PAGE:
No one could doubt the visibility the great success Japanese had gained in the war with the United States. Arizona and Oklahoma were damaged with great loss of life, and six other battleships suffered differing degrees of damage. Three cruisers, three destroyers, and other vessels were also destroyed. U.S. military casualties totaled more than 3,400, including more than 2,300 killed. Heavy damage was caused on both army and navy aircraft on the ground. The Japanese lost from 29 to 60 planes, five midget submarines, and as such, one or two fleet submarines, and fewer than 100 men. The Japanese task force fell back from the arena of battle without being attacked.
Furthermore, there was, however, one alleviating feature to the tragedy. The outcome of the dispositions made by Kimmel, two U.S. aircraft carriers were not seen or verified in the harbor. The USS Enterprise, under Adm. William F. Halsey, was on a quest to strengthen the Wake Island garrison with marine planes and aviators. The USS Lexington was embarking on a similar mission to ferry marine dive-bombers to Midway. These operations also turned out to mean that seven heavy cruisers and a division of destroyers were at sea. The Enterprise was planned to return to Pearl Harbor on December 6 but was waylayed by weather. The USS Saratoga, a third carrier was embarking a fresh complement of aircraft in San Diego on the dawn of the attack.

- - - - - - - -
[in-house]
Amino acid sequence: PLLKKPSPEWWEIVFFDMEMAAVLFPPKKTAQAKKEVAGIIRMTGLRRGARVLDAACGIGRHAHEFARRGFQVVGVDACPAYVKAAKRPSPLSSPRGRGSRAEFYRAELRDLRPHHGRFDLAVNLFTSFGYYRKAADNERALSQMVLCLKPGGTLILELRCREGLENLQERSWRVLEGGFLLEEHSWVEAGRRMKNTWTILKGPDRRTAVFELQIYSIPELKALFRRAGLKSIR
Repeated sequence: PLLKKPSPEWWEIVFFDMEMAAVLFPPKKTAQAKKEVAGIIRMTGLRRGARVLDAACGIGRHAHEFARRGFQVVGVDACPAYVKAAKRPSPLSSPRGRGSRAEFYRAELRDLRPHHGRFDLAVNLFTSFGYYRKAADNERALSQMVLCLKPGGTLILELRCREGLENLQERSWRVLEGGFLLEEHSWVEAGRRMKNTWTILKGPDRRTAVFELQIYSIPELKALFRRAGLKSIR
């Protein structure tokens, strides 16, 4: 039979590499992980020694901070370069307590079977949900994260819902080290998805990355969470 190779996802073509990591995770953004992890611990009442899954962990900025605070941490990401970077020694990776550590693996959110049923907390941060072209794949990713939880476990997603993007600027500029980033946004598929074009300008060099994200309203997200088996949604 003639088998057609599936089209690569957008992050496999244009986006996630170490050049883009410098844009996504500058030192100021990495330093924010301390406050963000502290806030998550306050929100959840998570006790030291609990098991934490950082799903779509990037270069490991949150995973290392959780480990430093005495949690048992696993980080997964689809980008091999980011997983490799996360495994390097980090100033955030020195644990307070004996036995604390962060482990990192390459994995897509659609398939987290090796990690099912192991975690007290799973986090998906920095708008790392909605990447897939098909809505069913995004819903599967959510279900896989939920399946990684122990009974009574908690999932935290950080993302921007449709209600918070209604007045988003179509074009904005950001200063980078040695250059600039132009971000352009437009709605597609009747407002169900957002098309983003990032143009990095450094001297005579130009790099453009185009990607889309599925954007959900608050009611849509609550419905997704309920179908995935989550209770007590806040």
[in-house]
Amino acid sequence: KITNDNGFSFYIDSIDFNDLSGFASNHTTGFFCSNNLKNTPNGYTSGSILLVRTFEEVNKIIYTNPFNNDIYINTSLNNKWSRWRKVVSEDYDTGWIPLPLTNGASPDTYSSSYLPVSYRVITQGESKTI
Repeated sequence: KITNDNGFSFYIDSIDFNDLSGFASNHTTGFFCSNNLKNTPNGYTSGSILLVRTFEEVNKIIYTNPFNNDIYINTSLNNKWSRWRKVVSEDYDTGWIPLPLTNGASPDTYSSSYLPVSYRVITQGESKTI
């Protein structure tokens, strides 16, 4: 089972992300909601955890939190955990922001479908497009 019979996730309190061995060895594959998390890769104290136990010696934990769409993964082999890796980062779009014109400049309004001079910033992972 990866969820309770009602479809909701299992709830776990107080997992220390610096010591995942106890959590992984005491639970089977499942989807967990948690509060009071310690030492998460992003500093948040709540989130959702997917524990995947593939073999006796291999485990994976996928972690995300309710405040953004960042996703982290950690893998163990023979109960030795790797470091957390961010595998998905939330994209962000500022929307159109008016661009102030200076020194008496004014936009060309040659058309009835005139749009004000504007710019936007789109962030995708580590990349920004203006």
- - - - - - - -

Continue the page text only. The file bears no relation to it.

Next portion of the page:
Consequently, the Pearl Harbor invasion severely paralyzed U.S. naval and air capabilities in the Pacific. However, of the eight battleships, all but the Arizona and Oklahoma were eventually repaired and restored to service, and the Japanese failed to put an end or destroy the important oil storage facilities on the island. The “date which will live in infamy,” as U.S. Pres. Franklin D. Roosevelt termed it, brought together the U.S. public and flushed away any earlier assistance for neutrality sake. On December 8 the Congress declared war on Japan with a single demur vote. And as such, Rep. Jeannette Rankin of Montana, also voted against U.S. participation in World War I.